Innovative School Designs to Accelerate Student Learning Is Aim of New Investments in Entrepreneurs
Grantees in this story
New York, New York, July 21, 2010—“If we as a nation are serious about offering all students the education they need to compete in a global economy—and deserve as citizens—we must seriously raise our expectations about student achievement and take whatever steps are necessary to replace dogma with solutions that will provide America’s students with the highest level of educational excellence,” Carnegie Corporation of New York President Vartan Gregorian said today in announcing $10 million in new grants to support nonprofit educational entrepreneurs to create new school, college and education system designs and bring them to scale.
Gregorian continued, “This is a moment of urgency and opportunity for education reform. We must invest in increasing the supply and strengthening the capacity of the non-profit entrepreneurial organizations whose vision, sense of passion and commitment to finding new solutions to daunting problems compels them to innovate—using evidence but taking risks—when designing educational systems and strategies.”
A $5 million grant to the NewSchools Venture Fund will invest in building non-profit entrepreneurial organizations capable of closing the achievement gap for underserved children. With this latest grant the Corporation will have awarded more than $7.2 million to the venture philanthropy fund in the past 18 months.
A $2.5 million award to the U.S. Education Delivery Institute, a new nonprofit organization, to work with state and higher education administrations to build the expertise and technical capacity to implement new education reforms at scale.
A $2.5 million grant to the Carnegie Foundation for the Advancement of Teaching to develop a one-year mathematics pathway structured especially to serve community college students planning to transfer and continue further studies in the humanities or social sciences.
The grants announced today are part Carnegie Corporation’s strategy of identifying and supporting new designs that address the inherent weaknesses in education systems including low expectations and weak curricula, incoherent management systems, limited talent pools and capacity-building strategies, entrenched school models that prevent innovation, weak instructional practices and systems of support, and isolation and failure to benefit from external resources.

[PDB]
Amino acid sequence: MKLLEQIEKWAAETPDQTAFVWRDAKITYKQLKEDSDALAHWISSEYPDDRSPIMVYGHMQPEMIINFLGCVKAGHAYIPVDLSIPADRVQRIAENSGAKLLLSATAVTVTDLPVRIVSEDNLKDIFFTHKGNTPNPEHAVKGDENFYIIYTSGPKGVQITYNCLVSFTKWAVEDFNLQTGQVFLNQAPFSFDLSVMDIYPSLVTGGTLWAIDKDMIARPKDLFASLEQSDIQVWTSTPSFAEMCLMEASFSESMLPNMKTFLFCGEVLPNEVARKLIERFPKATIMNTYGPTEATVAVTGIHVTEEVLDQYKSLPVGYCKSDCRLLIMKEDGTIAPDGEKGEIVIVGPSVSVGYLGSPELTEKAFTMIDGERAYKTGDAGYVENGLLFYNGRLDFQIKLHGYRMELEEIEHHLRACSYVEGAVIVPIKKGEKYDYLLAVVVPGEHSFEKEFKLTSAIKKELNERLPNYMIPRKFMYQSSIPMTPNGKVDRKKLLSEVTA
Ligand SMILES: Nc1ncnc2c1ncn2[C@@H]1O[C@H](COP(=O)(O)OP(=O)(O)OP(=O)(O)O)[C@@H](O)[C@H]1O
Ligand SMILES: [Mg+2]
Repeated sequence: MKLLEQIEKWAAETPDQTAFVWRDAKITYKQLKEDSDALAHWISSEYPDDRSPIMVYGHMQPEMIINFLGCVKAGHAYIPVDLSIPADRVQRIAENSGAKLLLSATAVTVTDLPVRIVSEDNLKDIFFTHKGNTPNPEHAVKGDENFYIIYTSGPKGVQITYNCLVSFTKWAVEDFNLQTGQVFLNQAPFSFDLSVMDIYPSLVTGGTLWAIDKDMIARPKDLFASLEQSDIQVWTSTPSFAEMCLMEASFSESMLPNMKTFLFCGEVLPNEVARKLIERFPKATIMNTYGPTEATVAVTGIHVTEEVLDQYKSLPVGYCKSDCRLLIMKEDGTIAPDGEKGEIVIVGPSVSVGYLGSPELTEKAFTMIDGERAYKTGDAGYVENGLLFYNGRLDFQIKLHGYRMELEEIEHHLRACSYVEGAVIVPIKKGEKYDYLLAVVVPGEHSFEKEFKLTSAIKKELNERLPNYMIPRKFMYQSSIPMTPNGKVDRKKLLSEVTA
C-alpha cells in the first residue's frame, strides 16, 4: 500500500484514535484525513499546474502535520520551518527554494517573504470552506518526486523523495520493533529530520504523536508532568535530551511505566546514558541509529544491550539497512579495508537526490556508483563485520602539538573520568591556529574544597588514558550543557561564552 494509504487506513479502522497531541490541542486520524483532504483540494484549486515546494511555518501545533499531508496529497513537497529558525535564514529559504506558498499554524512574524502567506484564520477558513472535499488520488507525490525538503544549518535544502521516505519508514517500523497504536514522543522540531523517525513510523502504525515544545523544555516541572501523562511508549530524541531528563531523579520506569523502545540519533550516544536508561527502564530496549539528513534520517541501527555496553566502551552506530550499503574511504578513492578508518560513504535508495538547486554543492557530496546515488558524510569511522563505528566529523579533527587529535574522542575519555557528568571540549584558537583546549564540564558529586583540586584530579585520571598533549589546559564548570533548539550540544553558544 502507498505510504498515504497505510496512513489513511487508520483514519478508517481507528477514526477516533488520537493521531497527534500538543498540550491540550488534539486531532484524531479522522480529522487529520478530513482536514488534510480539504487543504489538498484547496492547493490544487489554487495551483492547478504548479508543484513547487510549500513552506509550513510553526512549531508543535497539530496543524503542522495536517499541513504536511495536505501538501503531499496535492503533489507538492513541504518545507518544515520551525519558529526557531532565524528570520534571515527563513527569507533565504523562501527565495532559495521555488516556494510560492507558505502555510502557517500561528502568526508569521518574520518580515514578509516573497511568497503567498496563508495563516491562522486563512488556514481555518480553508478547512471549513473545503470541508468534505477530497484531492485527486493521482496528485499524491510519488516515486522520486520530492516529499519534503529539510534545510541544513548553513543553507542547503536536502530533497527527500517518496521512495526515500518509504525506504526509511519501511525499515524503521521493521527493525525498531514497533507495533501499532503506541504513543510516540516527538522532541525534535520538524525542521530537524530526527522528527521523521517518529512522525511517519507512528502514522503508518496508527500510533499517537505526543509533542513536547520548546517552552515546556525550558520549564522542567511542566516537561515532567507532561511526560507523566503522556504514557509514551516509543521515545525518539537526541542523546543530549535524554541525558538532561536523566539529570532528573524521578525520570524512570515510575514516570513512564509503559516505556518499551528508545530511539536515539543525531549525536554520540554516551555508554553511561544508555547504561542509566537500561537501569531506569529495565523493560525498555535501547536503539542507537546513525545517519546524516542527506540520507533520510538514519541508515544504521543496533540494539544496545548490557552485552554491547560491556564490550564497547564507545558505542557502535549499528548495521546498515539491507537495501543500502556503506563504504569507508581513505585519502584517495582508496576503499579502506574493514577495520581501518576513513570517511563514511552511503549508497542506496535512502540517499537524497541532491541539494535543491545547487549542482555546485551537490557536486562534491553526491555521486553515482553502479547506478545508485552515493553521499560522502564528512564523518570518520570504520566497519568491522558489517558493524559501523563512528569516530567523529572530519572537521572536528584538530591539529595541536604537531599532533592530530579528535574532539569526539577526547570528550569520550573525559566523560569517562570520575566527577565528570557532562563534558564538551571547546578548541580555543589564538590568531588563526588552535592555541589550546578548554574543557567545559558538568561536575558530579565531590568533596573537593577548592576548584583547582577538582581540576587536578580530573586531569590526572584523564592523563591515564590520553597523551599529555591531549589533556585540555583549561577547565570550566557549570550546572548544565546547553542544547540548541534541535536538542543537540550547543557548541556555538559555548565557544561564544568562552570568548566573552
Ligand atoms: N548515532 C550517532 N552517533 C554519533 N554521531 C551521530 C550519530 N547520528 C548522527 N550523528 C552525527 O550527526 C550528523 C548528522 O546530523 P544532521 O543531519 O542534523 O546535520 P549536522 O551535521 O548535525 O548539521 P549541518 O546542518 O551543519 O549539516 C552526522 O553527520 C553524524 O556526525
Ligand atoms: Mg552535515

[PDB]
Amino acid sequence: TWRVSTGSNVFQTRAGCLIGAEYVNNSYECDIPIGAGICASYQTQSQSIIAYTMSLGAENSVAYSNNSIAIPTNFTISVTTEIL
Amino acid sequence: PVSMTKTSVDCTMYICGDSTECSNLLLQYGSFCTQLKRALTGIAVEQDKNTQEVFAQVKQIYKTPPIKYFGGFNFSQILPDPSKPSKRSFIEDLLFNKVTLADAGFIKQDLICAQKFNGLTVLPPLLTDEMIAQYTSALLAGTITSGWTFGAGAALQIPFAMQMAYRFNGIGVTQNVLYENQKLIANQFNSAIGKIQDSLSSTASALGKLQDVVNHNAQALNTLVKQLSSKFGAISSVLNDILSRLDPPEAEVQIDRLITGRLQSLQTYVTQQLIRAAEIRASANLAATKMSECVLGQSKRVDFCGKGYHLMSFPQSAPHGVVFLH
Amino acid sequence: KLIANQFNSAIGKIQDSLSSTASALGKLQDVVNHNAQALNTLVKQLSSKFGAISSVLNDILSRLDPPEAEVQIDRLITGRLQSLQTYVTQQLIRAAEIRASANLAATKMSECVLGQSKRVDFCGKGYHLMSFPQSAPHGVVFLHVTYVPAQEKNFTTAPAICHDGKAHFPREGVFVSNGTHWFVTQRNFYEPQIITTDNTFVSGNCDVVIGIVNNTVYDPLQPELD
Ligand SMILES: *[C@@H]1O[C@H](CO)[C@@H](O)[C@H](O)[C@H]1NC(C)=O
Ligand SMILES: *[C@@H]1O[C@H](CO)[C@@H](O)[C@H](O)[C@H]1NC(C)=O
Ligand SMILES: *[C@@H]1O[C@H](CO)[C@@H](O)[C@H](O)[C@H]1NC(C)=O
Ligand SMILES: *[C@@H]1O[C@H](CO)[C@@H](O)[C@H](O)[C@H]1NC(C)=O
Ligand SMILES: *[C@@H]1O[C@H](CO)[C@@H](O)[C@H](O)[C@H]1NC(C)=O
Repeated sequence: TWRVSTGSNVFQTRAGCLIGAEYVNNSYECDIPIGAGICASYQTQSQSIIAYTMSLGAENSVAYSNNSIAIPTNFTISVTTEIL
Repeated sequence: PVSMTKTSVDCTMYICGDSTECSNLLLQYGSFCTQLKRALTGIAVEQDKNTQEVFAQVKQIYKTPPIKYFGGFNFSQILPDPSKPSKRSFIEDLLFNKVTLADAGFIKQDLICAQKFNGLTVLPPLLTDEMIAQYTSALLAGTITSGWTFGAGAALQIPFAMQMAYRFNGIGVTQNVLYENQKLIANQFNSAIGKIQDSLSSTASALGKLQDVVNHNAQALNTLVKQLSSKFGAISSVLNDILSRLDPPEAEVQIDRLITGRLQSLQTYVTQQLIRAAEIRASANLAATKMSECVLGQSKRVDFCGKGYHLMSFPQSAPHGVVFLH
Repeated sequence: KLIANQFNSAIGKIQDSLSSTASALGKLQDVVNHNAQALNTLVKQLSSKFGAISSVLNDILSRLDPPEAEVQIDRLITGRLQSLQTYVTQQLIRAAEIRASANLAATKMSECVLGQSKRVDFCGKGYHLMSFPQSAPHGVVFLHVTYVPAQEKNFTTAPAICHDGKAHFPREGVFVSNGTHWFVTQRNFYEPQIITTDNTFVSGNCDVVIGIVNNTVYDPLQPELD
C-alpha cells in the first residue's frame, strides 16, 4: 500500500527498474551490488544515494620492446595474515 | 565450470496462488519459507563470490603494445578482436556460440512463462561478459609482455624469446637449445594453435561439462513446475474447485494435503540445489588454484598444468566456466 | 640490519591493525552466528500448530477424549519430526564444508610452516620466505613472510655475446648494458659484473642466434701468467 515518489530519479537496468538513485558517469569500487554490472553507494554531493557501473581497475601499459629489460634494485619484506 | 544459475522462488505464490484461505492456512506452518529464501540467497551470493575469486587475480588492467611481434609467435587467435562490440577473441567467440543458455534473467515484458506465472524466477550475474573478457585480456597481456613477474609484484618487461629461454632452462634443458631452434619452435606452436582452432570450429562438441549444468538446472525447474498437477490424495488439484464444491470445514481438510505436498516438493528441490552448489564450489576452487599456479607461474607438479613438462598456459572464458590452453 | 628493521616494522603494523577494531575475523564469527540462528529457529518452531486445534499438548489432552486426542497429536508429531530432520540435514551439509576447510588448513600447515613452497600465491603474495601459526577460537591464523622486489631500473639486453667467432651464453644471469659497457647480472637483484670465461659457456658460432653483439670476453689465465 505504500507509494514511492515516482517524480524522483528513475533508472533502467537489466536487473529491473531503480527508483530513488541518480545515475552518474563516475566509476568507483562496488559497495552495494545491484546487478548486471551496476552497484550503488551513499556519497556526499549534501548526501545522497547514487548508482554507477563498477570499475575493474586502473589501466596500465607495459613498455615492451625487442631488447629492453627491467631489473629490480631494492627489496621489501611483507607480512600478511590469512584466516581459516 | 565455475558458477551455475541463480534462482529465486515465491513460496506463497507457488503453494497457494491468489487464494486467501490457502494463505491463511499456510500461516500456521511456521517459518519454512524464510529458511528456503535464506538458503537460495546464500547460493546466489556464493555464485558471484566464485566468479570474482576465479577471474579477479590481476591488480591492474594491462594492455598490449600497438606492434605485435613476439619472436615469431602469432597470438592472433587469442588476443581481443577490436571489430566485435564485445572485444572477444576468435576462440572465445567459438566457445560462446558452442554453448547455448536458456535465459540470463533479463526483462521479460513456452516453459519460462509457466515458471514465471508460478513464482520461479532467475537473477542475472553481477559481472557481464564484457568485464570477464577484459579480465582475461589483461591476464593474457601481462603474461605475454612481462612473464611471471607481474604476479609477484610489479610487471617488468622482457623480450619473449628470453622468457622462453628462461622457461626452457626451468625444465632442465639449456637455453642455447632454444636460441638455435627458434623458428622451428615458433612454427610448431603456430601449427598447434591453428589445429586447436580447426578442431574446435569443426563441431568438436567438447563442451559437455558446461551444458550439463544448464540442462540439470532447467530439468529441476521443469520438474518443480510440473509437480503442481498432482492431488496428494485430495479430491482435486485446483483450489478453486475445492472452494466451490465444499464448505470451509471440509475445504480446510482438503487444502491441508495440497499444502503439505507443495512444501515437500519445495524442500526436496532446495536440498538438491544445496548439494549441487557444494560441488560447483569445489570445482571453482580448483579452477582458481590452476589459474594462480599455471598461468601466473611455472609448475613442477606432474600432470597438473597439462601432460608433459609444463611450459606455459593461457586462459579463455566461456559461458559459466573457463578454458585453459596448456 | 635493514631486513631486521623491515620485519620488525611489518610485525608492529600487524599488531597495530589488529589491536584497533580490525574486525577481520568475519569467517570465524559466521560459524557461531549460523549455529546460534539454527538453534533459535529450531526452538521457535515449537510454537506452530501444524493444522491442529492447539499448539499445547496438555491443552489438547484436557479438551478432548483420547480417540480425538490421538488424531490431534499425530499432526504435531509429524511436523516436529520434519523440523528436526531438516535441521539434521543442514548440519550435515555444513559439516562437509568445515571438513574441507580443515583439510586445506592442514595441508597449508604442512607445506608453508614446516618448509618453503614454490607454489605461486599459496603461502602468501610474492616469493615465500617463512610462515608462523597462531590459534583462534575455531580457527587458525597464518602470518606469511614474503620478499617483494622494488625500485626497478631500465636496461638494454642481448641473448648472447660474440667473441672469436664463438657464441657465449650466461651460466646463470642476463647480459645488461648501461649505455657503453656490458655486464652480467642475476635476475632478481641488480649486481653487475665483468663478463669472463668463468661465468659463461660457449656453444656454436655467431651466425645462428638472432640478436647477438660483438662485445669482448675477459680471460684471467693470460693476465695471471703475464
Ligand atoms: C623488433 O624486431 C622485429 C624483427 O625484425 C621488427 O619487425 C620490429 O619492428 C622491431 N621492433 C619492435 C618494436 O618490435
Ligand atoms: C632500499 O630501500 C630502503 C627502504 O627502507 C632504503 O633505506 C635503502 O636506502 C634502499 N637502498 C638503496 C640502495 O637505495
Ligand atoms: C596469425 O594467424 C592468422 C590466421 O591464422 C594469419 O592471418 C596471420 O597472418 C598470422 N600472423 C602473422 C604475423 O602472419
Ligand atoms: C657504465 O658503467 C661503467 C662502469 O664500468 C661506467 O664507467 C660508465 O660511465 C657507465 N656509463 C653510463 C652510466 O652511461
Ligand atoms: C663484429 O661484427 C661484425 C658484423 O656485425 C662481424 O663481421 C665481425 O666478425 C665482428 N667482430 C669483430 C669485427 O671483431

In addition to the grants announced today, the Corporation intends to invest in education entrepreneurs with transformative school design proposals it identifies via the Foundation i3 Registry. The online tool was created by a group of 12 foundations to make it easier for winning applicants to the U.S. Department of Education’s Investing in Innovation (i3) competition to secure matching funds.
The online registry creates efficiencies for funders and applicants. Applicants need to fill out only one application; foundations can spot proposals that are consistent with their funding priorities; and funders can identify opportunities to collaborate on particular projects. Final funding decisions are still made by individual foundations.
The registry can also be used by participating foundations to identify and fund projects that are promising but do not win DOE i3 funding.
NewSchools Venture Fund ($5 million)
Carnegie Corporation’s investment in NewSchools will go toward an Innovation Fund to build entrepreneurial organizations to close the achievement gap for underserved students. The Corporation’s priorities of strengthening human capital, developing new designs for school systems and building data-driven accountability systems are reflected in the Innovations Fund’s three investment targets:
* People: educator training providers who increase the pipeline of teacher and leader talent and define their performance – and the performance of those they train – in terms of impact on student achievement.
* Tools: technology-enabled products, platforms, and services that help educators improve instruction, enable customized student learning, or otherwise maximize student achievement.
* Schools: including school turnarounds: organizations that take over and turn around chronically failing schools; and Charter Management Organizations (CMOs), which create scalable, sustainable school systems.
U.S. Education Delivery Institute ($2.5 million)